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Depression and Personalized Medicine: Is Genetic Testing the Future?
By Valerie Piet

Earlier this year the Food and Drug Administration approved a version of the “party drug” ketamine for use in treating depression. This announcement, rightly so, received a lot of excitement and press coverage. Depression is very common with around 16% of Americans experiencing major depression in their lifetimes. Despite how common depression is, it has been thirty years since a novel psychiatric drug came on the market. Major depression is notoriously difficult to treat with medications. Side effects, non adherence, lack of relief of symptoms, and (temporary) remission are common.

Studies have shown that all antidepressants are considered equally effective across all populations when given comparable doses. Providers cannot predict which medications will be the most effective in a given patient and therefore use a trial-and-error approach to find the right medication. This approach can be a lengthy process as common antidepressant classes like Selective Serotonin Reuptake Inhibitors (SSRIs) and Monoamine Oxidase Inhibitors (MAOIs) can take weeks to start relieving symptoms. Unfortunately, side effects can start instantly. In the case of no symptomatic improvement, providers will need to adjust dosing regimens with the same medication and try again. As a result, patients often go months without relief from symptoms before moving on to try the next medication. In contrast, Ketamine resolves symptoms instantly—a huge advantage to suffering patients. The drug is not without its drawbacks as patients may still be susceptible to eventual relapse and the administration of ketamine must be controlled and monitored to prevent abuse and recreational use. It is currently administered as a nasal spray.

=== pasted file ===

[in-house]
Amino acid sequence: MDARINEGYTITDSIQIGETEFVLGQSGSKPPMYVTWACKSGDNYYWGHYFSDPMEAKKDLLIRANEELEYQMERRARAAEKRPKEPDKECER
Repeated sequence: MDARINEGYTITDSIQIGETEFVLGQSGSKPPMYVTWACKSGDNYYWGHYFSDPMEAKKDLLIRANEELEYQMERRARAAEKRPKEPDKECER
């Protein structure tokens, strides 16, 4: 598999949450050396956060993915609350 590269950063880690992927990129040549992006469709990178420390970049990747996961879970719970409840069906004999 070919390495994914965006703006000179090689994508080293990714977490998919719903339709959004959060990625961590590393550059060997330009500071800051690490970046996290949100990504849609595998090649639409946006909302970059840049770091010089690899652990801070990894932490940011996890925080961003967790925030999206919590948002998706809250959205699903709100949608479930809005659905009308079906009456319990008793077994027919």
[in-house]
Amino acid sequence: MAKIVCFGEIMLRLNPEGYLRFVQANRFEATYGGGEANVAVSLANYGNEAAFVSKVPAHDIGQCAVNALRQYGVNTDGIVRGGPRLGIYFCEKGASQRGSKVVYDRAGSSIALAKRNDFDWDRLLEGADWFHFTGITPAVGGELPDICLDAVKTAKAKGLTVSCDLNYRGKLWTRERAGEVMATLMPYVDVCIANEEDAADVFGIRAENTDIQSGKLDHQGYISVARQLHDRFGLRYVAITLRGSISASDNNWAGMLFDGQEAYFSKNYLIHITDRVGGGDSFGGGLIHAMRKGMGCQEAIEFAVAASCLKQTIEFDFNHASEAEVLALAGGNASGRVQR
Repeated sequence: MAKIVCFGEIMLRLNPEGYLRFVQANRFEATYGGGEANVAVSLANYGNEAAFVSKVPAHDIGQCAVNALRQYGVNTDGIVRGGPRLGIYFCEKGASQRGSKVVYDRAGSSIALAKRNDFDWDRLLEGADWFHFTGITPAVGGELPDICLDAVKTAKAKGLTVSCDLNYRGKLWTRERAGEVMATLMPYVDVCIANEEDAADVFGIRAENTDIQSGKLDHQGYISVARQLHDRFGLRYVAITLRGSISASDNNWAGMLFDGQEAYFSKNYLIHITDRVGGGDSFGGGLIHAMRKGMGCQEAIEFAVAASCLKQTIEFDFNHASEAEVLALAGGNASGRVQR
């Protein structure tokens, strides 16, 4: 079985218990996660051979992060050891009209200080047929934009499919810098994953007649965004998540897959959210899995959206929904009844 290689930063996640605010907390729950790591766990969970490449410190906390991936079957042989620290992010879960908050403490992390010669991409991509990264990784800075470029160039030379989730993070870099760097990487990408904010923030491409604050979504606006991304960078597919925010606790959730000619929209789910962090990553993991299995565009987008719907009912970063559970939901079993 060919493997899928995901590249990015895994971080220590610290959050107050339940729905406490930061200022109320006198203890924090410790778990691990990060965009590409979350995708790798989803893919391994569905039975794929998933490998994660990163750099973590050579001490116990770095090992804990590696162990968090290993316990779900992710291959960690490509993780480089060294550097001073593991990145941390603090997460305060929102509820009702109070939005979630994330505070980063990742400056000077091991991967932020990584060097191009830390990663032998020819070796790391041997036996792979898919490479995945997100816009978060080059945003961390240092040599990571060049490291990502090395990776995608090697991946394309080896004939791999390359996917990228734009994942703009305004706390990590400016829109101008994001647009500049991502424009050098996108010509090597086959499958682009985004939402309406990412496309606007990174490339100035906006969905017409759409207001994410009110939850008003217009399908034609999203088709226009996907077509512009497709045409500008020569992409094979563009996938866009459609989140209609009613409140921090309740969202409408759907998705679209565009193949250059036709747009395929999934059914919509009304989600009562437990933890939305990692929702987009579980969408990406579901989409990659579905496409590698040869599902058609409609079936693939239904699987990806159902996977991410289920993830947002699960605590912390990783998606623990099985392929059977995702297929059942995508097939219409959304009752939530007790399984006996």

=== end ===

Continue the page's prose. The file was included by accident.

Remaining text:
Genetic Testing and Pharmacogenetics

Did you know ketamine is not the only emerging treatment innovation for depression? Since the early 2000s, efforts have been underway to incorporate genetic testing and pharmacogenetics into improving treatment of depression through personalized medicine. There are two components of psychiatric drug therapy that may have genetic components: pharmacokinetics and pharmacodynamics. Pharmacokinetics is the study of the way drugs move through the body including absorption, distribution, metabolism, and excretion. Pharmacodynamics refers to the effects drugs have on the body. Together they influence dosing, efficacy, and side effects. For example, if a patient’s enzymes metabolize a drug too quickly, the medication may not be in the body long enough to be effective. Alternately, a patient may metabolize a drug too slowly, leading to buildup and damage in cells and tissues. A family of proteins called Cytochromes P450 are the major enzymes involved in drug metabolism. Around 75% of drugs are metabolized by these enzymes. Specifically, CYP2D6 and CYP2C19 are Cytochromes P450 (CYP) involved in the metabolism of some antidepressants. Genetic tests can look for variations in those genes as well as in CYP1A2 and NAT2 which are involved in SSRI metabolism. The latter are also involved in caffeine metabolism.